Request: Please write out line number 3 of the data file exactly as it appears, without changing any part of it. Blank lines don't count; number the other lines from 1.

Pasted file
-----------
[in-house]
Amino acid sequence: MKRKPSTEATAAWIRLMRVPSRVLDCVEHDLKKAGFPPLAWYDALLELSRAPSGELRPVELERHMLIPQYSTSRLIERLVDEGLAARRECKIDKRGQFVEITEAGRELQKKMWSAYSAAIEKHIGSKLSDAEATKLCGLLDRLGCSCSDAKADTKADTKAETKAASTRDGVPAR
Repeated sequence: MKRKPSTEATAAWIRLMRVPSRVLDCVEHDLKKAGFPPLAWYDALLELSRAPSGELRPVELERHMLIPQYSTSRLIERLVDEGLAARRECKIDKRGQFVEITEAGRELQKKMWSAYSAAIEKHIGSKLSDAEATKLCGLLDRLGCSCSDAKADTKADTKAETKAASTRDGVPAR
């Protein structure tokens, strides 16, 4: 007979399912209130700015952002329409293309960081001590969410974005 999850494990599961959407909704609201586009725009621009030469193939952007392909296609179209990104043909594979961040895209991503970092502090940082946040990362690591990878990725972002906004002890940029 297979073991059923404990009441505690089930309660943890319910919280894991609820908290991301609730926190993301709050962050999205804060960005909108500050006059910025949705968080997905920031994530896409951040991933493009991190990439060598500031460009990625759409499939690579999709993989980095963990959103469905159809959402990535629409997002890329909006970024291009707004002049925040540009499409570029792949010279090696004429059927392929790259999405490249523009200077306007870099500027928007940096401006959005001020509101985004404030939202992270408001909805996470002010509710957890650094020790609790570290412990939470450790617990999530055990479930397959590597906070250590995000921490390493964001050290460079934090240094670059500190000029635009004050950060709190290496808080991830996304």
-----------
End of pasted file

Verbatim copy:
Repeated sequence: MKRKPSTEATAAWIRLMRVPSRVLDCVEHDLKKAGFPPLAWYDALLELSRAPSGELRPVELERHMLIPQYSTSRLIERLVDEGLAARRECKIDKRGQFVEITEAGRELQKKMWSAYSAAIEKHIGSKLSDAEATKLCGLLDRLGCSCSDAKADTKADTKAETKAASTRDGVPAR